By Sgt. James Geelen | 4th Sustainment Brigade Public Affairs Office, 4th Infantry Division
FORT CARSON, Colo. — New drivers, especially to military vehicles, must learn to drive in all conditions. Driving at night has risk factors including difficulty in seeing other vehicles, animals or people.
To help new drivers trust themselves and their equipment, the Soldiers of 32nd Composite Truck Company, 68th Combat Sustainment Support Battalion, 4th Sustainment Brigade, 4th Infantry Division, conducted day and nighttime drivers training June 1-5, 2020. The training also recertified experienced drivers to keep their skills sharp.
“This training helps the Soldiers to become familiar with their (night vision goggles),” said Staff Sgt. Christopher Pilmore, platoon sergeant, 32nd CTC, 68th CSSB, 4th SB. “It helps to build their confidence while they’re driving the vehicles in convoys whether it’s at (National Training Center in Fort Irwin, California), on deployment or at Fort Carson.”
Some individuals have trouble with depth perception at night.
“Staff Sgt. Pilmore gave all the Soldiers a class helping them to understand the correlation between the rear black-out lights and how close that vehicle is,” said 1st Lt. Jeno Bourne, platoon leader, 32nd CTC, 68th CSSB, 4th SB, 4th Inf. Div. “We conduct this training periodically to help with the influx of new Soldiers, and because operating big vehicles at night is a perishable skill.”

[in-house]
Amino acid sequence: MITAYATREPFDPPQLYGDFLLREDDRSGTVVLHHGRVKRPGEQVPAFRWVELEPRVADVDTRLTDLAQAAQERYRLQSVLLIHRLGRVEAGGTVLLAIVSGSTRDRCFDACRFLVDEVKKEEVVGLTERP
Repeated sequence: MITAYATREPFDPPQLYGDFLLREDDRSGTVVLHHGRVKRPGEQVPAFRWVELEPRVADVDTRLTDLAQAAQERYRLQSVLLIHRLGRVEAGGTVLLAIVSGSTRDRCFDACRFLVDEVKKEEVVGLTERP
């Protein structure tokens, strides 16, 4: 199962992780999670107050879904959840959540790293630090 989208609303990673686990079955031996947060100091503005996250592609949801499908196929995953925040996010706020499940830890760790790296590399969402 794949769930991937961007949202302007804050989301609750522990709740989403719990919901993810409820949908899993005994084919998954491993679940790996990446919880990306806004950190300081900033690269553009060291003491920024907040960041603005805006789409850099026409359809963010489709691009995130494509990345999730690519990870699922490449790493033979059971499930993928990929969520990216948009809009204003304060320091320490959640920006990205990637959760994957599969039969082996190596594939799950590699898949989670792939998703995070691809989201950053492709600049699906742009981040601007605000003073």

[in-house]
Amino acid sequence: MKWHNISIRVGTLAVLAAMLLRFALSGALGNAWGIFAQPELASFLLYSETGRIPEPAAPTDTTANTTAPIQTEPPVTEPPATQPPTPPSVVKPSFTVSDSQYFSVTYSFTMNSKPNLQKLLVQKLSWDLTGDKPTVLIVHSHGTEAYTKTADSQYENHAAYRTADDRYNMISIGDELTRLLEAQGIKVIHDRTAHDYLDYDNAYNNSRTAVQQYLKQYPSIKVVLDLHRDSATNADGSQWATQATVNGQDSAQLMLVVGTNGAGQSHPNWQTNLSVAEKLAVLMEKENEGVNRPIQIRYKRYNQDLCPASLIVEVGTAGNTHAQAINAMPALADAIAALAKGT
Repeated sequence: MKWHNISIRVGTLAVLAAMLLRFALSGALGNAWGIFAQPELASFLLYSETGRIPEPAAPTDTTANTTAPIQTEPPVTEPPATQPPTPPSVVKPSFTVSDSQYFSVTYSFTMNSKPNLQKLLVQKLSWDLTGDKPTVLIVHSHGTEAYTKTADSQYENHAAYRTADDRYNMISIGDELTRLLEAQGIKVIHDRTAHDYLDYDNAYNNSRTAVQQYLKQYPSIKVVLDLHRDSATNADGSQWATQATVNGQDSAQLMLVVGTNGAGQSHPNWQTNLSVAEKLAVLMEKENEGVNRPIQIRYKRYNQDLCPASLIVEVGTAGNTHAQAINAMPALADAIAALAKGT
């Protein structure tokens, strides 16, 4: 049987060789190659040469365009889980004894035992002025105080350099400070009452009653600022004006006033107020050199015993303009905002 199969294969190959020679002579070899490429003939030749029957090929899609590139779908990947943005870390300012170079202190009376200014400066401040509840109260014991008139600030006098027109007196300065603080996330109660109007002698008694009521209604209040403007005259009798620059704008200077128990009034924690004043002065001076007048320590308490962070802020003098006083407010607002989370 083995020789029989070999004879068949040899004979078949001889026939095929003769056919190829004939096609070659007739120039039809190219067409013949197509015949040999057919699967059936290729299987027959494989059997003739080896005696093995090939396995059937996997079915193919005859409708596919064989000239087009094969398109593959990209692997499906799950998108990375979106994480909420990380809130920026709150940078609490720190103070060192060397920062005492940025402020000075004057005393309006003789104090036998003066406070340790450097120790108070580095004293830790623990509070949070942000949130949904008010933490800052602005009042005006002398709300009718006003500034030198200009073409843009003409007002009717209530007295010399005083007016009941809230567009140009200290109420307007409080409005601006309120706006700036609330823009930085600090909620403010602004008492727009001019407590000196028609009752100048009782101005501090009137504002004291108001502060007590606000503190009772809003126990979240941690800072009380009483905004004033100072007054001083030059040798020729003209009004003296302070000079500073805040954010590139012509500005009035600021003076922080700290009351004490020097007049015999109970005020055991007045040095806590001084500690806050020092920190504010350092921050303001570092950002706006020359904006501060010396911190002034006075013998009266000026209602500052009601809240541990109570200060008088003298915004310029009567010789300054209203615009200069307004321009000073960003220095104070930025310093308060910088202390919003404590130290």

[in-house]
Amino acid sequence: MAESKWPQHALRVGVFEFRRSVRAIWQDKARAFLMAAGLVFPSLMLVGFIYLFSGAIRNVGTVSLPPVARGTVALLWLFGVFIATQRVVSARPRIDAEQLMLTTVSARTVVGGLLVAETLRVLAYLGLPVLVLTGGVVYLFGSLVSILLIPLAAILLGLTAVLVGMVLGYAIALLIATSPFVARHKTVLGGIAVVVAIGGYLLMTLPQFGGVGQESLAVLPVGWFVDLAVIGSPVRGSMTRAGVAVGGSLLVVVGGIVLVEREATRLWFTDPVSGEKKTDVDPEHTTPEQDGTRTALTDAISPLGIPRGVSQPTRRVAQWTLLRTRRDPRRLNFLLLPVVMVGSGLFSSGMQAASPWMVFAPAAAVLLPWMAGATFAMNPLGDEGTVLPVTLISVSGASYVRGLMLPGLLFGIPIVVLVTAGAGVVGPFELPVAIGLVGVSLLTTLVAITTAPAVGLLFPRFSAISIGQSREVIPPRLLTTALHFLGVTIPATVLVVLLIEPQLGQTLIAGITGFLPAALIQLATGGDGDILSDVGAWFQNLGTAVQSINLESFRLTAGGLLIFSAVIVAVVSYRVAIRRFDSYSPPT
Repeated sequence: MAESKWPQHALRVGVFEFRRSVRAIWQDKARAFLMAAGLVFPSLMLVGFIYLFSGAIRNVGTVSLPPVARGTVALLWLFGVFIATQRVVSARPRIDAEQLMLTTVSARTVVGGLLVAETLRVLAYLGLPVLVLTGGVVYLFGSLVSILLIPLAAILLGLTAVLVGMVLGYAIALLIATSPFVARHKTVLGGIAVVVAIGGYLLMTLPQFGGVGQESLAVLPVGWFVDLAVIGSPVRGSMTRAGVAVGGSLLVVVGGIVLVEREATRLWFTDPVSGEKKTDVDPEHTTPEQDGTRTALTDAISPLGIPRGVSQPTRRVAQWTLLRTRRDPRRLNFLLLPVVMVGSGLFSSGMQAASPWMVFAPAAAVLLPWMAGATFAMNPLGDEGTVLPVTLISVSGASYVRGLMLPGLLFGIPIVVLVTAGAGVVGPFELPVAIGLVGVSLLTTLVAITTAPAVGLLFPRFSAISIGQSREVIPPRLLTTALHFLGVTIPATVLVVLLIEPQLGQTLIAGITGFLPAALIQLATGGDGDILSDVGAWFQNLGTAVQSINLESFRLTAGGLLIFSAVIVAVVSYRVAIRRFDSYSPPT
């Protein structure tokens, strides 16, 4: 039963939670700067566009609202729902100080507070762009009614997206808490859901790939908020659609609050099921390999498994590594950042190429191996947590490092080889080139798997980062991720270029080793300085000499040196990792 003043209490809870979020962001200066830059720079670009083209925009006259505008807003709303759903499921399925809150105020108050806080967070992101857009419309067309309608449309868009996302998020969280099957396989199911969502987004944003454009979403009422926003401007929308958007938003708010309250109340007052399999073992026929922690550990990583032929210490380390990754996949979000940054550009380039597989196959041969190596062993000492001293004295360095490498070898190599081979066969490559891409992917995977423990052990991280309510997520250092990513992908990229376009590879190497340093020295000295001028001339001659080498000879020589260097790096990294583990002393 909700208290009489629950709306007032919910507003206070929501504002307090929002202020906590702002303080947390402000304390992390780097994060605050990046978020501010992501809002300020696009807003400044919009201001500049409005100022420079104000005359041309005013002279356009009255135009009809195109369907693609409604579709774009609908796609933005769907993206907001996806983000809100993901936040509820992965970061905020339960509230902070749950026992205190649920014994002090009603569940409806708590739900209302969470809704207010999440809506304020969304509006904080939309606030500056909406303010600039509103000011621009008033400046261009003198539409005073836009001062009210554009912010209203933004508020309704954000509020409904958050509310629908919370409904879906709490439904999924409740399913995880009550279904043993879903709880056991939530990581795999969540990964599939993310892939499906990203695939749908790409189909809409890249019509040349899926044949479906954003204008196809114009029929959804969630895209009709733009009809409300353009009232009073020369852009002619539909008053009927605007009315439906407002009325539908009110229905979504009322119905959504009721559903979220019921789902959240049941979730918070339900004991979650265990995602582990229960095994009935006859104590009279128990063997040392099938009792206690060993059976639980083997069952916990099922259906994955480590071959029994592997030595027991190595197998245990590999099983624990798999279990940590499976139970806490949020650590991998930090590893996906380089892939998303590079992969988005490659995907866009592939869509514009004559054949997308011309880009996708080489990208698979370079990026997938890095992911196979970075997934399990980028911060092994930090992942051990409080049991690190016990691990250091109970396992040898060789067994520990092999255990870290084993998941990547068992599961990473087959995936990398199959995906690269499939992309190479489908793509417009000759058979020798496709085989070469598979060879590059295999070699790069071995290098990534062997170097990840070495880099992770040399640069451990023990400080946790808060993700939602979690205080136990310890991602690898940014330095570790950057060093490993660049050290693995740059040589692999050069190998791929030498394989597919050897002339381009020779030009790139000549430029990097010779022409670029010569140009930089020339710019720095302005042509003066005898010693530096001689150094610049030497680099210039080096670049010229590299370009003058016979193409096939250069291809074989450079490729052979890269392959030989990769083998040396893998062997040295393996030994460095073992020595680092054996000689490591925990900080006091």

Vehicular operations are a primary function of a composite truck company.
“Our Soldiers have to know how to get from point ‘a’ to point ‘b’ in a safe and timely manner, because other units are depending on us for support,” Pilmore said. “Whether we’re moving troops, supplies or providing gun trucks, our Soldiers must be experts at convoy driving during daylight and low visibility.”
The training helped the Soldiers of 32nd CTC prepare for future missions with the 4th Inf. Div.
“This training is very valuable because you never know when you’re going to be put into that spot at NTC, there’s a lot of nighttime missions there,” Bourne said. “We would like our Soldiers to be ready, willing and able to handle anything that may come up at NTC or here at Fort Carson during any training exercise.”